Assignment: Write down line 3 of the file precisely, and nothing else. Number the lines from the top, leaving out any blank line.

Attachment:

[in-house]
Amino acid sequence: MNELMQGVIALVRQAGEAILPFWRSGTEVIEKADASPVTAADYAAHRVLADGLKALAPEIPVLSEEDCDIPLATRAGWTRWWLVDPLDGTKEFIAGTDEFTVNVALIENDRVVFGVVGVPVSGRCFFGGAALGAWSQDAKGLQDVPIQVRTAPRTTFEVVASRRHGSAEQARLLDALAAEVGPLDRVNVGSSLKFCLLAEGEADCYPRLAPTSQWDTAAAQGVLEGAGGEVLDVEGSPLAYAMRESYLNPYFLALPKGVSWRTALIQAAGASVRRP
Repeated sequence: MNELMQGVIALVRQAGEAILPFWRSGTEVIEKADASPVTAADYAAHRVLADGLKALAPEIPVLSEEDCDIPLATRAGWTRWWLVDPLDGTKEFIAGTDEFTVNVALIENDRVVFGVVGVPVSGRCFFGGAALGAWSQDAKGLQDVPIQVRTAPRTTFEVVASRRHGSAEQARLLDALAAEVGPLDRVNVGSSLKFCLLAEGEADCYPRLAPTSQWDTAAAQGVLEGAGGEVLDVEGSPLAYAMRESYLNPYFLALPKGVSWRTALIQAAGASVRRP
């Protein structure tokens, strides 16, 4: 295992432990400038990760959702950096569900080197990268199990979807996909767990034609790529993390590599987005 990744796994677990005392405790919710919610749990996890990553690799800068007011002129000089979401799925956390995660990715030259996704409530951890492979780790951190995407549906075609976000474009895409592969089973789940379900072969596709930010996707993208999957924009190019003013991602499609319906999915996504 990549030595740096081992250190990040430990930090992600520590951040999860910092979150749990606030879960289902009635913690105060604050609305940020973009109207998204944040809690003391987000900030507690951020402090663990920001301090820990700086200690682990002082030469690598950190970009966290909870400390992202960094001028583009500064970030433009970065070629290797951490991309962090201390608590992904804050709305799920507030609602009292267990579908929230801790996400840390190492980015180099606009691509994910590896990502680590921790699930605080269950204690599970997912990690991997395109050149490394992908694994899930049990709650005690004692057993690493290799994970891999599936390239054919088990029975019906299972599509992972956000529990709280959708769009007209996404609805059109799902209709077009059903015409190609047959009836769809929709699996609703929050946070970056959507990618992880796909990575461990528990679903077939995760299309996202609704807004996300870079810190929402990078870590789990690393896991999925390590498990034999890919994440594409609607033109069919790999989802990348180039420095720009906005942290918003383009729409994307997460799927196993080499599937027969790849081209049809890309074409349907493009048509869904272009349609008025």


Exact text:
Repeated sequence: MNELMQGVIALVRQAGEAILPFWRSGTEVIEKADASPVTAADYAAHRVLADGLKALAPEIPVLSEEDCDIPLATRAGWTRWWLVDPLDGTKEFIAGTDEFTVNVALIENDRVVFGVVGVPVSGRCFFGGAALGAWSQDAKGLQDVPIQVRTAPRTTFEVVASRRHGSAEQARLLDALAAEVGPLDRVNVGSSLKFCLLAEGEADCYPRLAPTSQWDTAAAQGVLEGAGGEVLDVEGSPLAYAMRESYLNPYFLALPKGVSWRTALIQAAGASVRRP